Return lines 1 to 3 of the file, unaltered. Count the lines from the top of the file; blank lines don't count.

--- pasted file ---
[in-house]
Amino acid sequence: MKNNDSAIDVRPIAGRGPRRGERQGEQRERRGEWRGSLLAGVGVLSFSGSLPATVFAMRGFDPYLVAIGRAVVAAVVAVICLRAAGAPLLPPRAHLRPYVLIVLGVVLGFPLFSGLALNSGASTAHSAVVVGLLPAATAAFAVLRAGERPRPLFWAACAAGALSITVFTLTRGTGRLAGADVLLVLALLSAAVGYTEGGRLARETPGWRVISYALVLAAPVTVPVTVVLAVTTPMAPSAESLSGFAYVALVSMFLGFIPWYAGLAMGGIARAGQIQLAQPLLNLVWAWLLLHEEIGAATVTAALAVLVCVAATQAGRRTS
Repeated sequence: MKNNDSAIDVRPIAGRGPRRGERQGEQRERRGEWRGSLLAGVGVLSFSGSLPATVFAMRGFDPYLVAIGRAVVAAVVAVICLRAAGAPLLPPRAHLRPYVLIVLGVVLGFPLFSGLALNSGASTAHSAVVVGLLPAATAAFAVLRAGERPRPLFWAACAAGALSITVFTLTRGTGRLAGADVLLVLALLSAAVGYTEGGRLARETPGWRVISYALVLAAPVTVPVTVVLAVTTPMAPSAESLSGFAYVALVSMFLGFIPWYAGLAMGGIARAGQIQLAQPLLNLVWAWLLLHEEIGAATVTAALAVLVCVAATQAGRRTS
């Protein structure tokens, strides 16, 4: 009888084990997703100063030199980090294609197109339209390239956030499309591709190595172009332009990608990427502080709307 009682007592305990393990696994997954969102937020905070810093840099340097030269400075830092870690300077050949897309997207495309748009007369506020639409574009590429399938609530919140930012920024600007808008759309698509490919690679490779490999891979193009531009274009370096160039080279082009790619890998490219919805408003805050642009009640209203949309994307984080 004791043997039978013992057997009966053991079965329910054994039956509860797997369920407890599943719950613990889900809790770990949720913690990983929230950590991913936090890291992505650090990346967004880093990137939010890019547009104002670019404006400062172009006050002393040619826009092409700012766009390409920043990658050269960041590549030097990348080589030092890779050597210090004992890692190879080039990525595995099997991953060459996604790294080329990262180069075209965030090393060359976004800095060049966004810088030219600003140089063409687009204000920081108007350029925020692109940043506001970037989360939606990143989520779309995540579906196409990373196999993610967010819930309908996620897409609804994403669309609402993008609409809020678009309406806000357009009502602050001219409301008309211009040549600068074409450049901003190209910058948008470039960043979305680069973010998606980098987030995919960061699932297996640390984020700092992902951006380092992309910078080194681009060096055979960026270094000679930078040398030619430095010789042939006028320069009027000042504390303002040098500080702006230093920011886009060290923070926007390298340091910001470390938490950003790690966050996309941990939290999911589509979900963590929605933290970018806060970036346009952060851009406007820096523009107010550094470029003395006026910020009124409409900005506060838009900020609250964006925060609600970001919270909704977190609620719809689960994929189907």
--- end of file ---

[in-house]
Amino acid sequence: MKNNDSAIDVRPIAGRGPRRGERQGEQRERRGEWRGSLLAGVGVLSFSGSLPATVFAMRGFDPYLVAIGRAVVAAVVAVICLRAAGAPLLPPRAHLRPYVLIVLGVVLGFPLFSGLALNSGASTAHSAVVVGLLPAATAAFAVLRAGERPRPLFWAACAAGALSITVFTLTRGTGRLAGADVLLVLALLSAAVGYTEGGRLARETPGWRVISYALVLAAPVTVPVTVVLAVTTPMAPSAESLSGFAYVALVSMFLGFIPWYAGLAMGGIARAGQIQLAQPLLNLVWAWLLLHEEIGAATVTAALAVLVCVAATQAGRRTS
Repeated sequence: MKNNDSAIDVRPIAGRGPRRGERQGEQRERRGEWRGSLLAGVGVLSFSGSLPATVFAMRGFDPYLVAIGRAVVAAVVAVICLRAAGAPLLPPRAHLRPYVLIVLGVVLGFPLFSGLALNSGASTAHSAVVVGLLPAATAAFAVLRAGERPRPLFWAACAAGALSITVFTLTRGTGRLAGADVLLVLALLSAAVGYTEGGRLARETPGWRVISYALVLAAPVTVPVTVVLAVTTPMAPSAESLSGFAYVALVSMFLGFIPWYAGLAMGGIARAGQIQLAQPLLNLVWAWLLLHEEIGAATVTAALAVLVCVAATQAGRRTS